interesting information about Medieval Life,
specifically, Medieval Serfs
A medieval village or manor usually contained several classes of laborers,
consisting of Medieval Serfs and peasants. There might be a number of freemen, who paid a fixed rent, either in money or produce, for the use of their land. Then there
were Medieval Serfs who laboured in the lord's household or at work on his domain. Most of the peasants were Medieval Serfs
The other labourers were called Cottagers or
small holders. Under feudalism the lords and nobles of the
land had certain rights over Medieval Serfs and Peasants which included
the right of jurisdiction, which gave judicial power to the nobles and
lords and the right of hunting. For more interesting information about
rights in Medieval Times click the following link:
Medieval Serfs were peasants who
worked his lord's land and paid him certain dues in return for the use of
land, the possession (not the ownership) of which was heritable. The
dues were usually in the form of labor on the lord's land. Medieval Serfs were expected
to work for approximately
3 days each week on the lord's land. A serf was one bound to work on a
certain estate, and thus attached to the soil, and sold with it into the
service of whoever purchases the land.
Medieval Peasant Women
Daily Life of
The daily life of Medieval serfs was hard. The Medieval Serfs did not receive
their land as a free gift; for the use of it they owed certain duties to
their master. These took chiefly the form of personal services. Medieval Serfs had to labor on the lord's domain for two or three days each week, and at specially busy seasons, such as ploughing and harvesting,
Medieval Serfs had to do do extra work. The daily life of a serf was dictated by
the requirements of the lord of the manor. At least half his time was usually demanded by the lord.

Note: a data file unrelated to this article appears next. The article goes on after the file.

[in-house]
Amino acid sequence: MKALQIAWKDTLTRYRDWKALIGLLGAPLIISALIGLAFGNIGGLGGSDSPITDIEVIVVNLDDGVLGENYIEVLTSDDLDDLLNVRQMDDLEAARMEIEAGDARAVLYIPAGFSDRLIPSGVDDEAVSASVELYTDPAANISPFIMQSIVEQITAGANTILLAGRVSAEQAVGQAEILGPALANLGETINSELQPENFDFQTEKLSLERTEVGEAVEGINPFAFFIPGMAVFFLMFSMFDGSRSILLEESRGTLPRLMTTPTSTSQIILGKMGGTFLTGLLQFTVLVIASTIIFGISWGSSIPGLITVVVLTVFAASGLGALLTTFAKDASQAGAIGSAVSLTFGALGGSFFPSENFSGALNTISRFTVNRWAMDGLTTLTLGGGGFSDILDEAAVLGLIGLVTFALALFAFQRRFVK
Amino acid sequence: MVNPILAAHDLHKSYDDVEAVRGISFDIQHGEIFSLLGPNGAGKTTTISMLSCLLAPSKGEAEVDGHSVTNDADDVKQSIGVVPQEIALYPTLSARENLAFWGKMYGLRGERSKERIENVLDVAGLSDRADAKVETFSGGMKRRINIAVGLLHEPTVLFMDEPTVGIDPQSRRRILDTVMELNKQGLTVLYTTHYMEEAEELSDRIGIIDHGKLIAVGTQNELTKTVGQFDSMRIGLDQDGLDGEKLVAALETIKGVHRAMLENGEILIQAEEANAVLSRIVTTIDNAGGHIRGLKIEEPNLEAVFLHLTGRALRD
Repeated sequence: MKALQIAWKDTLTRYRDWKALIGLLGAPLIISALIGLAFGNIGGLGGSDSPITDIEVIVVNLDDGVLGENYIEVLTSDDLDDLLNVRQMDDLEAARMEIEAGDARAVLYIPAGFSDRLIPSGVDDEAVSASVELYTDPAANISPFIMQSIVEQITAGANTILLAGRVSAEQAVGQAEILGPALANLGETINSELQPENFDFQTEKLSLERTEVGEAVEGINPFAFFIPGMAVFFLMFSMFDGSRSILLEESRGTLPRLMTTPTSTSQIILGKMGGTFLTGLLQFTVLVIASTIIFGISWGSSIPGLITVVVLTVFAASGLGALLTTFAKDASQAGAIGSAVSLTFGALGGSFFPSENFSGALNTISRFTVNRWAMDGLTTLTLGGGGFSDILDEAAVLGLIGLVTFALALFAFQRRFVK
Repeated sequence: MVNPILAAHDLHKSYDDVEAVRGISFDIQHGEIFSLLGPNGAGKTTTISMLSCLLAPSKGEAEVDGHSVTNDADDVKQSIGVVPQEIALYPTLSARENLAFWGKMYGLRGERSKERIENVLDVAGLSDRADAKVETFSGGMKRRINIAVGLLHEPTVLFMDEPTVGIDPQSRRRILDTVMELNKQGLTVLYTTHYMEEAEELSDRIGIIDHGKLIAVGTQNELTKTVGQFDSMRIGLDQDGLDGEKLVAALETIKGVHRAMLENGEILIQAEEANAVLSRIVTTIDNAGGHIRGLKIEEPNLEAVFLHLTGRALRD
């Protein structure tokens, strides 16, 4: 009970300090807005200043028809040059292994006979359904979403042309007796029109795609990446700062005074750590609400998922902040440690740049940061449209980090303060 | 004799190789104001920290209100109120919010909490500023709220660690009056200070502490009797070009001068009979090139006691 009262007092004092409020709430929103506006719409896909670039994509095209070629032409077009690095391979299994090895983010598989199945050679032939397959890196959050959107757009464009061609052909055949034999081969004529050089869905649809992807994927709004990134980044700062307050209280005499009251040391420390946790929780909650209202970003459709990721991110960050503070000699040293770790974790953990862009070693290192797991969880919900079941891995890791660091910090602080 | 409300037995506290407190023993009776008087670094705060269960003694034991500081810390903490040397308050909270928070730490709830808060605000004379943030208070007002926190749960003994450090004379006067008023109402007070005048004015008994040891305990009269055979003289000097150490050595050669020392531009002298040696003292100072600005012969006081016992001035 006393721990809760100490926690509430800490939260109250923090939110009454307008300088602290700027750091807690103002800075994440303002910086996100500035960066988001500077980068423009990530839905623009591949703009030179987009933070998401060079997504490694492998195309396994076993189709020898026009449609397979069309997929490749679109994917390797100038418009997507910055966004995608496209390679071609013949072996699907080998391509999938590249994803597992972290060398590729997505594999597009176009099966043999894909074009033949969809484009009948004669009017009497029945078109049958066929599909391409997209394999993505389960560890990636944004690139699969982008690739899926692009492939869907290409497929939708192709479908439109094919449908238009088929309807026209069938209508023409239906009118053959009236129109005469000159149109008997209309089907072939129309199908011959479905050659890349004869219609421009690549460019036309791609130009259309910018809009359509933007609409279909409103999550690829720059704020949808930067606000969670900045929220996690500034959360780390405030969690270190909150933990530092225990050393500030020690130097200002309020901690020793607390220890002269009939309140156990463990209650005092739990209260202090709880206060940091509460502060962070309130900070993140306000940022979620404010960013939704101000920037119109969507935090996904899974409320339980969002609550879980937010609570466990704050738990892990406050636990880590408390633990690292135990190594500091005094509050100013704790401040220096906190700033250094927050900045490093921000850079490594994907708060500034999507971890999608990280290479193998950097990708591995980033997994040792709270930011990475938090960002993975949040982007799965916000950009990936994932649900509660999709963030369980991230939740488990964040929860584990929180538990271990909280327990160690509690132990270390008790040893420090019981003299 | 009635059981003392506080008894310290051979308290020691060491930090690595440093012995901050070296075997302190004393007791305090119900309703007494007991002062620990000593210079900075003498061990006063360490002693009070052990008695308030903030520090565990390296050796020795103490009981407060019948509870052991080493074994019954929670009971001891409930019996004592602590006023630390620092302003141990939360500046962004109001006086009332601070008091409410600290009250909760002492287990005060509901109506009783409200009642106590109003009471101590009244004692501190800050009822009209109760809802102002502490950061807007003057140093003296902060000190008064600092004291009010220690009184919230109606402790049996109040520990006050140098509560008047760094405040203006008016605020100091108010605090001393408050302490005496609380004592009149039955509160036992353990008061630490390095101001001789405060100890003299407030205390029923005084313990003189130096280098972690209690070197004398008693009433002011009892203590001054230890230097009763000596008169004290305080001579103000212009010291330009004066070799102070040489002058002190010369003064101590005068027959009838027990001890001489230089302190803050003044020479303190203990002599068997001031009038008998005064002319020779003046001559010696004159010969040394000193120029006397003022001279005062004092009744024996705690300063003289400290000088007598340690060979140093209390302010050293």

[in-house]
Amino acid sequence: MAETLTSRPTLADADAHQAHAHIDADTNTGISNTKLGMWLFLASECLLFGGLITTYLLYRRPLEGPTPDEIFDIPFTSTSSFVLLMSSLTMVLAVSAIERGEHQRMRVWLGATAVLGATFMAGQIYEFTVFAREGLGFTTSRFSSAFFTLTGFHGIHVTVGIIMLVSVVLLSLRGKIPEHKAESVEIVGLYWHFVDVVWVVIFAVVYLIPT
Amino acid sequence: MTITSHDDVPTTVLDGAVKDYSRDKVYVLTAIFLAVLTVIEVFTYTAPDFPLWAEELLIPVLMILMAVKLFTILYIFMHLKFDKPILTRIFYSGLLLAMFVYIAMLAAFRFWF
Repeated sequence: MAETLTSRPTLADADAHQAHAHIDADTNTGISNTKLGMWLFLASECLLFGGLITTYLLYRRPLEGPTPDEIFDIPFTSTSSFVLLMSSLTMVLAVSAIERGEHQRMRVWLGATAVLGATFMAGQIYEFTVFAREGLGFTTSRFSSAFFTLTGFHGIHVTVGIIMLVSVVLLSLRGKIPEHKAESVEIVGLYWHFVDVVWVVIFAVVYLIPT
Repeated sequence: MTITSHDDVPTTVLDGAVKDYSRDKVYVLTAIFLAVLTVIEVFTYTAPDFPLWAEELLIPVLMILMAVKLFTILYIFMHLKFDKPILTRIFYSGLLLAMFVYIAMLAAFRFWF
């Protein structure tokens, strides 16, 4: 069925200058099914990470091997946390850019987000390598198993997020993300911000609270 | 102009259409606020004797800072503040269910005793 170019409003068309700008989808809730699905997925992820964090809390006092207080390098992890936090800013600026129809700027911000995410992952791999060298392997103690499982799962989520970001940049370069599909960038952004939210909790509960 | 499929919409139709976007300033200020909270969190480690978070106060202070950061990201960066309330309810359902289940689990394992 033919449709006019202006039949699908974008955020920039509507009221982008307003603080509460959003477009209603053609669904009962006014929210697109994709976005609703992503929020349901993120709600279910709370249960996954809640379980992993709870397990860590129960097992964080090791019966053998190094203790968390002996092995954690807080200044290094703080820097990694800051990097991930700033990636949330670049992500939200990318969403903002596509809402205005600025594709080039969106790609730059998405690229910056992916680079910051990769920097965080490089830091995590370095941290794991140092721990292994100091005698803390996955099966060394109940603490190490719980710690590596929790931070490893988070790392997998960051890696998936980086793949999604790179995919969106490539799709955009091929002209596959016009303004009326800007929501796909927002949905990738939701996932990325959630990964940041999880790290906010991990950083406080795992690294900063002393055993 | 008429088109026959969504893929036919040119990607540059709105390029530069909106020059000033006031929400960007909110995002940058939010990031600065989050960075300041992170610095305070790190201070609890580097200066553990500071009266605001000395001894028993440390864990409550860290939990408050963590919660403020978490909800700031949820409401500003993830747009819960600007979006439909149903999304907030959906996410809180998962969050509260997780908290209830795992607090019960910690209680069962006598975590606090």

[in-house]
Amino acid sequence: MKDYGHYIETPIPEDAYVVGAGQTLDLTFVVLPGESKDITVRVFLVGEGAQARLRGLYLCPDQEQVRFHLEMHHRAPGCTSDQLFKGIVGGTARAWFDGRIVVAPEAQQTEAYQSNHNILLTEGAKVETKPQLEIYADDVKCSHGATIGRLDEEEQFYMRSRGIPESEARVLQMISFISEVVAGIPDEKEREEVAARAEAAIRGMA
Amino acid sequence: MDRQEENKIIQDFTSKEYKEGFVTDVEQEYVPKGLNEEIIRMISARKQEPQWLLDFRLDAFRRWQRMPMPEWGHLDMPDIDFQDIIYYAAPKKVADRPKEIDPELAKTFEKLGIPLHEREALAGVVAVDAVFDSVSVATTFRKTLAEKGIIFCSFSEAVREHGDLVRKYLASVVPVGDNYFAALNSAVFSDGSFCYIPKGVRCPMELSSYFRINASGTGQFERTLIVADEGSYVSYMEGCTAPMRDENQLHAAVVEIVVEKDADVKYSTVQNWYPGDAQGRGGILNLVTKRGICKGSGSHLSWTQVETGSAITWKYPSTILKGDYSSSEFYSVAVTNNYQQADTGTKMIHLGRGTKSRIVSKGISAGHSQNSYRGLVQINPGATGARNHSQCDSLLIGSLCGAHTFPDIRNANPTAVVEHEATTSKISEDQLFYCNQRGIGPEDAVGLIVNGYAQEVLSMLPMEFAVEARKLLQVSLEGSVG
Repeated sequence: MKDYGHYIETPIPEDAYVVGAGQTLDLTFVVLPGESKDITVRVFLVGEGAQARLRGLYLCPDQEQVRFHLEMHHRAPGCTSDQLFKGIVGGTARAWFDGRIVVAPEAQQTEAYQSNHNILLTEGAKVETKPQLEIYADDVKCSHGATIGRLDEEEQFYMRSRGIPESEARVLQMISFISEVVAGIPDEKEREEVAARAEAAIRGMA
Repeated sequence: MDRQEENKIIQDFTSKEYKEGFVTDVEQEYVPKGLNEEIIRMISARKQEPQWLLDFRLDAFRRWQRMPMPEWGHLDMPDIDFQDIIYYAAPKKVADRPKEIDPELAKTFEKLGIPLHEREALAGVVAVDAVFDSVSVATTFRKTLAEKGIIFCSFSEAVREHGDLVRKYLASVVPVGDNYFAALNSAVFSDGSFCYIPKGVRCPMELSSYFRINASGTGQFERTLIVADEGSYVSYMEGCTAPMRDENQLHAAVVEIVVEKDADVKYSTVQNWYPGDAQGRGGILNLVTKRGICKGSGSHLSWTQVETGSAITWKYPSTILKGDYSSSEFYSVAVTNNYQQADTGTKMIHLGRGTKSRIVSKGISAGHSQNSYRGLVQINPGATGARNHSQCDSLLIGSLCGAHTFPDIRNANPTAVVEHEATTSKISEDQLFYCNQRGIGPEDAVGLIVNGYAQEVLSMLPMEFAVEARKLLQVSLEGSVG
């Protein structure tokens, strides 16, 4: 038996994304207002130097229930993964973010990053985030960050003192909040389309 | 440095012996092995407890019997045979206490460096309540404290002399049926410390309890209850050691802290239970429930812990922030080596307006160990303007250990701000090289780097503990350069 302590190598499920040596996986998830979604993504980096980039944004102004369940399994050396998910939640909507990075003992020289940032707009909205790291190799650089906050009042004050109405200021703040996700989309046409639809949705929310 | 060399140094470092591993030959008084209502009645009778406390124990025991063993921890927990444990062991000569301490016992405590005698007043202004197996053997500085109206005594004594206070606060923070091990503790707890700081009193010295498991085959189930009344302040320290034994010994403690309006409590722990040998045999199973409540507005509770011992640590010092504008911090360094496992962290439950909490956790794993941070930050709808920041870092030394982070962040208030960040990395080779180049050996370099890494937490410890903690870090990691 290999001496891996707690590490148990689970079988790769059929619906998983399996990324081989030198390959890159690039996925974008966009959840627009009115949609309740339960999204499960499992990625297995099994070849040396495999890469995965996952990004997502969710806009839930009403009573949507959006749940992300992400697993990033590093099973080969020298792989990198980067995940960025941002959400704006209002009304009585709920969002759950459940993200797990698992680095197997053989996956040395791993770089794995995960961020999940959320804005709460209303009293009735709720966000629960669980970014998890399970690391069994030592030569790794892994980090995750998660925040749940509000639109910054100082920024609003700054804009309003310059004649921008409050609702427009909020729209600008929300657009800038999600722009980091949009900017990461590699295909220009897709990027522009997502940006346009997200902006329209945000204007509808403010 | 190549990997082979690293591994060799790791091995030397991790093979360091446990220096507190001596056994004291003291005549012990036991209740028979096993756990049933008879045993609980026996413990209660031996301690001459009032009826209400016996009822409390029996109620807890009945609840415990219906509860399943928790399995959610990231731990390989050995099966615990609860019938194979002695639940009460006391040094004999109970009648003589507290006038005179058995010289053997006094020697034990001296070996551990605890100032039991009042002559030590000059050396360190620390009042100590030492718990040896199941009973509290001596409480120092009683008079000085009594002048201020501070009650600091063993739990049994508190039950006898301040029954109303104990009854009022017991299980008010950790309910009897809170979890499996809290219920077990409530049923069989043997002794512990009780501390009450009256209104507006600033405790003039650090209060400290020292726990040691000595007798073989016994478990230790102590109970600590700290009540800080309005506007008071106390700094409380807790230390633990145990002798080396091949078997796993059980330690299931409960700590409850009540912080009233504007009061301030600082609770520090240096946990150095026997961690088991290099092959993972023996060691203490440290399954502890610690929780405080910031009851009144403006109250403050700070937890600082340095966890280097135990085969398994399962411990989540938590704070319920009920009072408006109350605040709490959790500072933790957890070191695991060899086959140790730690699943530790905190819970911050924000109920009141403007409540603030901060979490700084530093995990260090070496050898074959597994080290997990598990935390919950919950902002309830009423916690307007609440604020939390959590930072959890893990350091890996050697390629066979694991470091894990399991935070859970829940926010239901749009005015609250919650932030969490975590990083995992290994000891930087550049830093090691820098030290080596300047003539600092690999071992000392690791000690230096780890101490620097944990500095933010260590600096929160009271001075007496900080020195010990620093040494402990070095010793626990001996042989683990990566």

Medieval Serfs also had to make certain payments, either in money or
more often in grain, honey, eggs, or other produce. When Medieval Serfs ground the wheat
he was obliged to use the lord's mill, and pay the customary charge. In theory the lord could tax his Medieval Serfs as heavily and make them work as hard as he pleased, but the fear of losing his tenants doubtless in most cases prevented him from imposing too great burdens on
the daily life of the serf.
Medieval Serfs Common Use of Non-arable Land
Besides the Medieval Serfs holding of farm land, which in England averaged about thirty acres, each peasant had certain rights over the non-arable land of the manor. He could cut a limited amount of hay from the meadow. He could
turn so many farm animals such as cattle, geese and swine on the waste.
Medieval Serfs also
enjoyed the privilege of taking so much wood from the forest for fuel and
building purposes. A Medieval Serfs's holding, which also included a house in the
village, thus formed a complete outfit.
Medieval Serfs clothing was basic and practical. A Medieval Serfs
clothing or dress consisted of:
A blouse of cloth or
skin fastened by a leather belt round the waist
An overcoat or mantle of
thick woollen material, which fell from his shoulders to half-way
down his legs
Shoes or large boots
Short woollen trousers,
From his belt there hung
a sheath for his knife
Medieval Serfs generally
went bareheaded, but in cold weather or in rain he wore a woollen
Gloves were only worn
for their practical clothing value and were padded for use in tasks
such as hedging
Origin of the Medieval Serfs
Serfdom developed during the later centuries of the Roman Empire and in
the early Middle Ages. Most Medieval Serfs seem to have been the successors, of
Roman slaves, whose condition had gradually improved. Medieval Serfs were also
recruited from the ranks of freemen who, because of the desire to gain
the protection of a lord, became subject to him.
The Oppression of
Serfdom represented a stage between slavery and freedom and therefore
the oppression of Medieval Serfs. A slave
belonged to his master; he was bought and sold like other chattels.
Medieval Serfs had a higher position, for they could not be sold apart from the land nor could his holding be taken from him.
Medieval Serfs were fixed to the soil. On the other
hand Medieval Serfs ranked lower than a freeman, because he could not change his
abode, nor marry outside the manor, nor bequeath his goods, without the permission of his lord.
of Medieval Serfs
Serfdom was destined to be a transitory condition. The emancipation of
the Medieval Serfs occurred over many years. The most important events
which led to the emancipation of the Medieval serf in the England of the
Middle Ages was the Black Death which was followed by the Peasants
revolt. The Black Death claimed nearly a third of the English
population. With fewer people the value of laborers increased which led
to the Peasants Revolt. By
the close of medieval times of the Middle Ages, the Medieval Serfs in most parts of western Europe had secured their freedom
form the shackles of serfdom.
Medieval Life: Medieval Serfs
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